‘Dyatlov Pass Incident’ – experimenting with Station Rotation Model


Yet another week passed, I learnt some new things related to Blended Learning (mostly about learning environment and experience) but I also decided to give it a go and experiment with a model that seems to be the best suited to my work environment (a private language school). I think it went pretty well as the first time and we still feel like experimenting with the Station Rotation model. If you want to try, Here’s a short sketch of the 90 minutes lesson.

First of all I’d given a homework before: to read about the Dyatlov Pass Incident. Fortunately, most of them managed to do that, so I could briefly explain the goal of the lesson:

To obtain information re.: Dyatlov Pass Incident and make a panel discussion moderated by a group of students (group A) and presenting the version of the government (group B) and the version of conspiracy theories‘ followers (group C).

The stations are as follow:

1. A computer

2. A place for a free practice in a small group

3. A place for a practice with a teacher’s help


  • 1-20 mins

Group A -> station 3 (I help the moderators with the idea of panel discussion and how to conduct it; we discuss the most important and controversial questions to be asked: radiation, missing tongue and eyes, the mysterious missing of the case files in 1990)

Group B -> station 2 (knowing that the official statement of Russian government tells us nothing, the group has to come up with the most probable version)

Group C -> station 1 (they collect the info focused on conspiracy theories)

  • 20-40 mins

Group A -> station 1 (they gather vocabulary needed to ask questions)

Group B -> station 3 (the most difficult role is the one of this group, I help the students guess the issues that may be raised by the opposing team)

Group C -> station 2 (they come up with their line of explanation: aliens, military experiments etc.)

  • 40-60 mins

Group A -> station 2 (they polish their questions)

Group B -> station 1 (they collect the info focused on conspiracy theories and decide how to explain them)

Group C -> station 3 (I help the students to focus on the most controversial issues)

  • 60-85 mins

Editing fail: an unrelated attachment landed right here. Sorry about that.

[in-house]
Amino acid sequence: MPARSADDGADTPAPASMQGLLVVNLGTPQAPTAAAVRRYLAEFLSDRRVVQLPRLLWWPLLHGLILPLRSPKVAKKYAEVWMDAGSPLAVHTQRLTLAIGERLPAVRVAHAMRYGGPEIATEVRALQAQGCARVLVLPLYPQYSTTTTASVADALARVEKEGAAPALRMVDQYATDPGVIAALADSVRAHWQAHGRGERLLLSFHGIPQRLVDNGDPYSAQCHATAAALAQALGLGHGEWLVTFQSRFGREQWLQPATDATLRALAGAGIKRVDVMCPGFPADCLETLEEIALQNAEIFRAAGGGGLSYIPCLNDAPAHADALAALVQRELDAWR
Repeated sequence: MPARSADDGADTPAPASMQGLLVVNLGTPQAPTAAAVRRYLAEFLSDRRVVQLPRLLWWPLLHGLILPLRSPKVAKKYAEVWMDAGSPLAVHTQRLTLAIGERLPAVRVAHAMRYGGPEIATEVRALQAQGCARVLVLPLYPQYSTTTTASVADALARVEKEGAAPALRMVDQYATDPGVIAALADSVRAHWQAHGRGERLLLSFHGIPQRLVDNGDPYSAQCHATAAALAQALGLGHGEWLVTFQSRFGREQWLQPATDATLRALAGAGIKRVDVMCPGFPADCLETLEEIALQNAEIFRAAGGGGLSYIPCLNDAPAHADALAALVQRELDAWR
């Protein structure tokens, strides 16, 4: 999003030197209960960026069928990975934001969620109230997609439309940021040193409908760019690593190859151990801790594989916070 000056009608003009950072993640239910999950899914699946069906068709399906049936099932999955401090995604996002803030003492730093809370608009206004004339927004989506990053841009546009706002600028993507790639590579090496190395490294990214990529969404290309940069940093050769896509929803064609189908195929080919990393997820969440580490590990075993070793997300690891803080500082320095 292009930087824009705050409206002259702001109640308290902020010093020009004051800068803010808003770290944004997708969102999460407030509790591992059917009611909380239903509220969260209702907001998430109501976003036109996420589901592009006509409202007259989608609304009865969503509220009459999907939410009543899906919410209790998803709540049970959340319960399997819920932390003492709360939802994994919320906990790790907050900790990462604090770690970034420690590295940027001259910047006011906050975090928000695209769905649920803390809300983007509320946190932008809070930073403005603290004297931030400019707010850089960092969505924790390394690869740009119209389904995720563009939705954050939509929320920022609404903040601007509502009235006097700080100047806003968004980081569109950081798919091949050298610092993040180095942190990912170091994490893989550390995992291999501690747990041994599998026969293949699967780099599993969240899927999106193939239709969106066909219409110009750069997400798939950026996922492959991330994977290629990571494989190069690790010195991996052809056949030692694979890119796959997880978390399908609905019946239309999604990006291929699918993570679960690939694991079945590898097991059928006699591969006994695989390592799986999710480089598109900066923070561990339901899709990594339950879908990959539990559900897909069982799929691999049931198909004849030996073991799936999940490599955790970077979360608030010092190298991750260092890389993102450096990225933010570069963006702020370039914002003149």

Students have a debate, the teacher is just a listener.

  • 85-90 mins

Teacher sums up the debate, corrects some linguistic mistakes and gets the information from the students: have they liked the lesson, the debate, what should be changed…

… and who has actually won the debate?

In my case the students had dramatically little time to learn about the incident beforehand, hence some minor problems during the debate. Overall I believe the experiment went better than expected, students had fun and even though it’s been a couple of lessons we still discuss the incident and its controversies. Maybe someday we’ll repeat the debate?

Let me share some links you may find very useful in familiarizing with the incident. Please, be aware that some of them include drastic photos of the bodies found.

Dyatlov Pass


Mysterious universe


Dyatlov Pass cold case reopened by Russian police


Finally you may assign homework – I went for writing (click! to see my homework and students’ responses) and it went really well.

Being a teacher = being a learner (HQBL: 1)


They say being a teacher is being a learner too, and I quite agree with that! So, when I saw a new course on coursera focused on Blended Learning I’ve decided to give it a go. Yay!

As the course is going to take 6 weeks, I’ve thought of sharing the ideas on the blog and give some examples of how they could be implemented in the EFL environment – I’m planning to experiment on my teenager groups who have already agreed and are surprisingly excited about it 🙂

So, let’s explore the idea of High Quality Blended Learning!

Blended Learning: Personalizing Education for Students by Brian Greenberg, Rob Schwartz, Michael Horn

First of all, let me remind you what blended learning is. Basically, it’s a program in which a student learns at least a bit through online learning with some element of control over the learning process (its time, place, path and/or time), but is supervised by a teacher. Both classroom and online learning complement each other.

Now, the lecturers define High Quality Blended Learning (HQBL) with the following aspects:

  1. personalization (a very learner-centered approach)
  2. mastery-based (focused on student’s achievement, not time)
  3. high expectations (student should have a clearly defined goal)
  4. student ownership (student is in control of their education)

The lecturers present three different HQBL models along with real-life examples:

Station Rotation Model

Here students rotate on a fixed schedule between different learning stations, and at least one of them is online. Other stations are usually small groups work, group project, individual tutoring, pencil-and-paper assignments etc. KIPP: LA is an example of this model.

Lab Rotation Model

Here students rotate on a fixed schedule between a classroom and a computer lab where they study online; the classroom is generally reserved for other activities. The example of this method is Navigator Schools.

Flex Model

Here online learning is the backbone of the course. Students have customized schedules, but the teacher still provides face-to-face support (small groups or individual, depending on a type of the model). Summit Public School is an example of this approach.

Now, you probably think what I’ve been thinking: if my students were to work on any of the programs above, they wouldn’t know what to do! People used to typical school education (learning for tests, not for real life) may have problems with HQBL simply because they don’t always have their goals defined (a typical educational system does not require that) and, well, not all of them know how to be in control of their own education.

So, before I jump with both feet into HQBL, I’ve decided to start with something smaller: Flipped Classroom. Here students rotate on a fixed schedule between a) face-to-face teacher-guided practice in class and b) online delivery of content after school. Seemed easier for my students to grasp the idea of HQBL and somehow try to control the way they acquire information.